Expectations: are they really so completely overwhelming or all in your head?

December 16, 2009 at 9:37 AM 2 comments

I expect it won’t take more than an hour.  I expected to have a job by the time I graduated.  How do you expect me to read your mind?

No matter where you are in life or where you want to go, at times we are all haunted and overwhelmed by expectations.  Whether they’re our own, those of our peers or those of our superiors, expectations have an uncanny way of being unrealized.

I grew up with certain expectations for myself, which included being gainfully employed upon graduating from college this May.  With the drastic change in the economy and high-speed evolution of communications, I have found many of my expectations have gone unfulfilled.  Some days it’s easy to feel like this mean I’ve failed.

After talking with just about any one who would listen, I’ve realized that I am definitely not alone and that I need to change my expectations in this economic climate.

This made me think: what other expectations do I have for myself (as a person, a professional, etc.) are completely off-base and unreachable? Am I setting myself up to fail?

Recently I had to fill out one of those personality indices which asks that you first select all of the adjectives that you feel you are expected to be and then to fill out all of the adjectives that you think you really are.

I realized that I believe that the world expects me to be, well, perfect.  I am expected to be patient in my job search but tenacious when applying for opportunities.  I am expected to be respectful of my superiors but confident enough to disagree.  I am expected to be completely dedicated to my job but well-balanced in life.

Am I alone?  Am I pulling these expectations out of thin air?  Is it even possible to meet all of these criteria?

When I ask people what they do expect of me, I feel as though I often get very vague answers, which only makes me feel more nervous that I am utterly failing to be what is expected of me.

As a young professional seeking first-time employment in an ever-changing industry, what is expected of me?  What do you feel is expected of you?

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Entry filed under: Growing up, Job search, Life as an intern. Tags: , , .

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2 Comments Add your own

  • 1. Melissa Cafiero  |  December 16, 2009 at 4:32 PM

    Starting out, I found that no one expected me to be perfect (they still don’t). Whether that’s just the culture in my current job (and thus, good luck) or whether that’s the norm … I don’t know.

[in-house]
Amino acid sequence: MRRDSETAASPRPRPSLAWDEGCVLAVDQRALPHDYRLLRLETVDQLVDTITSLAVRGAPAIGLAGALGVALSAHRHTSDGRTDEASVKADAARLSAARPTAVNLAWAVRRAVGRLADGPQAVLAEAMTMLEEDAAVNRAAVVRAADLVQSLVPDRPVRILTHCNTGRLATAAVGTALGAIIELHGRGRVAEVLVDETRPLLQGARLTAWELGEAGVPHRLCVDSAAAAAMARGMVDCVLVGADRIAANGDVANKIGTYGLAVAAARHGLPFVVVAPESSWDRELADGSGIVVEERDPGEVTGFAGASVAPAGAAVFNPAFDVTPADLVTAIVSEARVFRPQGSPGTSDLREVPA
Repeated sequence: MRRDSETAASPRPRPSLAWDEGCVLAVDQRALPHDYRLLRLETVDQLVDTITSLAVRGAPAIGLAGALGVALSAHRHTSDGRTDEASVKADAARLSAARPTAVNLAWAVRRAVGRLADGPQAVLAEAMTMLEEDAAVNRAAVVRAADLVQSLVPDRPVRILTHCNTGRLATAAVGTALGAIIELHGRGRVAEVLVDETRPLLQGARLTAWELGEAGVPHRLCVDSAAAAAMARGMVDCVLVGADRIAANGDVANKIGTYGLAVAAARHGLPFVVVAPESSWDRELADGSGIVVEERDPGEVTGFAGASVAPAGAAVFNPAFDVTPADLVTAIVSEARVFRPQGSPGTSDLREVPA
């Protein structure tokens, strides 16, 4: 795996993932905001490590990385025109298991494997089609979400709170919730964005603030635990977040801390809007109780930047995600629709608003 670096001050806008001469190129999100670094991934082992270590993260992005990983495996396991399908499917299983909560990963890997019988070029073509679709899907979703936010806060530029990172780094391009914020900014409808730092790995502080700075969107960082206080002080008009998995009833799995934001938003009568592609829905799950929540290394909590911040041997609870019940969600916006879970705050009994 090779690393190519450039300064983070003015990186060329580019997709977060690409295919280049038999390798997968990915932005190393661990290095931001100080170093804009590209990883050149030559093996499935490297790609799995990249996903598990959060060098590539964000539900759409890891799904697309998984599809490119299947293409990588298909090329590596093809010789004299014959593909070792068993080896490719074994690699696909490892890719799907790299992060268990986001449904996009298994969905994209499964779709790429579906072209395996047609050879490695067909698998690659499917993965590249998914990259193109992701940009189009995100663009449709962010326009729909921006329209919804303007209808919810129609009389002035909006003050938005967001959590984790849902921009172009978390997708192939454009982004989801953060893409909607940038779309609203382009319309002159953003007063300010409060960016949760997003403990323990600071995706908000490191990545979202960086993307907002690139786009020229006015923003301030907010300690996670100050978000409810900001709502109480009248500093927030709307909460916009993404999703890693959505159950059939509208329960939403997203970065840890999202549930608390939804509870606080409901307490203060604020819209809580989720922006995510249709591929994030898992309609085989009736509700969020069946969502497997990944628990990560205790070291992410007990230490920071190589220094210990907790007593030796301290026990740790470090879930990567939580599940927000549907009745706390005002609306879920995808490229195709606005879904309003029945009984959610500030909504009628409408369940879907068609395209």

For interns, I think we expect them to have a positive attitude and be happy to jump in wherever we need help. It was my mindset when I got started, and I know a lot of people appreciated my willingless to learn. Sure, I had a lot of questions, but people were grateful that I’d asked for clarification, and not guessed. They ended up with a near-final version of what they needed and I ended up with another point to add to my resume.

    Getting further into my career, I still think similarly – excited for a new challenge, happy to help on little things – but I’m able to put everything in perspective. Can I solve the world’s problems? No. Can I do an awesome job on this handful of projects? You bet. And at the end of the day, it doesn’t matter what anyone else thinks about me. Yes, I’d like my boss to respect me. Yes, I can do a better job next time. Yes, I’d like to be promoted. Some of these things I can control, and others I cannot. But I can control how I feel about them.

    At the end of the day, if I can go to bed knowing: A) I tried my best B) I did at least one good thing C) I learned something new D) I didn’t sacrifice family for work and E) I didn’t sacrifice myself for work (time, integrity, etc.) then I am happy. Your job won’t be there when you’re sick, sad or on your deathbed, but your family will. That’s what matters to me.

    Also, I ask myself – Will this matter in 6 months? Will it matter in 6 years? If the answers are no, I don’t sweat it.

    Sorry, this turned out to be much longer a comment than I intended, but I hope it helps!

    Reply
    • 2. Rebecca Denison  |  December 17, 2009 at 4:27 PM

      I honestly think that sometimes my wondering about this has everything to do with over-thinking interactions with bosses and coworkers. I know that I personally am prone to overthinking the little things: she gave me a funny look , does she think my work isn’t good enough?

      I like the way that you say you can control how you feel about them even if you can’t control the outcome. That’s something I do need to learn and internalize. I take things personally when I shouldn’t, and I need to learn to accept the things I cannot change.

      I’m glad you left such a great comment, it was definitely a needed perspective on my end. 🙂

      Reply

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